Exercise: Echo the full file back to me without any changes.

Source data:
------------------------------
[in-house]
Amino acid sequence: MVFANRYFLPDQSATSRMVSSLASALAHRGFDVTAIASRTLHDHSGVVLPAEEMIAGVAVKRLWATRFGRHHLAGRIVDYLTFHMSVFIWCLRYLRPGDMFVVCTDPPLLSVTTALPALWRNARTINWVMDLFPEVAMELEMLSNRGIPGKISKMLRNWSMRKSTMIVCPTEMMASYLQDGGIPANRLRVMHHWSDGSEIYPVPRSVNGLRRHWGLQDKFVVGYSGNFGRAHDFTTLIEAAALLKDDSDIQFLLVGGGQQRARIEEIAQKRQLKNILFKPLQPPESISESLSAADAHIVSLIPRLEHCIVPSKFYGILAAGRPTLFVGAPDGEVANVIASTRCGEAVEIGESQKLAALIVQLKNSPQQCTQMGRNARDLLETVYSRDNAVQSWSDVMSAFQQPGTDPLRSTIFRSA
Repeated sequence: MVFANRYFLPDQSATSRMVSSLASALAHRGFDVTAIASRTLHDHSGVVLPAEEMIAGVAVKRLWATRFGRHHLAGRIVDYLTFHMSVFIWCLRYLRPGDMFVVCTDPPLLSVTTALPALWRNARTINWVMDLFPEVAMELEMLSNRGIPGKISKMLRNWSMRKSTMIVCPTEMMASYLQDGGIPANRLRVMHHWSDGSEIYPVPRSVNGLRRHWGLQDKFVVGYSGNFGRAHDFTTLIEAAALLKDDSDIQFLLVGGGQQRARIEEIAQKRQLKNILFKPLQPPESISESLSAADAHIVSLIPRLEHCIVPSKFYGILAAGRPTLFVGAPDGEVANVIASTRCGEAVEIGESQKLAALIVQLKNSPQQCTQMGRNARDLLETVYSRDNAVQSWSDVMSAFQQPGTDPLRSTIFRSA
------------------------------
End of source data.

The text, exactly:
[in-house]
Amino acid sequence: MVFANRYFLPDQSATSRMVSSLASALAHRGFDVTAIASRTLHDHSGVVLPAEEMIAGVAVKRLWATRFGRHHLAGRIVDYLTFHMSVFIWCLRYLRPGDMFVVCTDPPLLSVTTALPALWRNARTINWVMDLFPEVAMELEMLSNRGIPGKISKMLRNWSMRKSTMIVCPTEMMASYLQDGGIPANRLRVMHHWSDGSEIYPVPRSVNGLRRHWGLQDKFVVGYSGNFGRAHDFTTLIEAAALLKDDSDIQFLLVGGGQQRARIEEIAQKRQLKNILFKPLQPPESISESLSAADAHIVSLIPRLEHCIVPSKFYGILAAGRPTLFVGAPDGEVANVIASTRCGEAVEIGESQKLAALIVQLKNSPQQCTQMGRNARDLLETVYSRDNAVQSWSDVMSAFQQPGTDPLRSTIFRSA
Repeated sequence: MVFANRYFLPDQSATSRMVSSLASALAHRGFDVTAIASRTLHDHSGVVLPAEEMIAGVAVKRLWATRFGRHHLAGRIVDYLTFHMSVFIWCLRYLRPGDMFVVCTDPPLLSVTTALPALWRNARTINWVMDLFPEVAMELEMLSNRGIPGKISKMLRNWSMRKSTMIVCPTEMMASYLQDGGIPANRLRVMHHWSDGSEIYPVPRSVNGLRRHWGLQDKFVVGYSGNFGRAHDFTTLIEAAALLKDDSDIQFLLVGGGQQRARIEEIAQKRQLKNILFKPLQPPESISESLSAADAHIVSLIPRLEHCIVPSKFYGILAAGRPTLFVGAPDGEVANVIASTRCGEAVEIGESQKLAALIVQLKNSPQQCTQMGRNARDLLETVYSRDNAVQSWSDVMSAFQQPGTDPLRSTIFRSA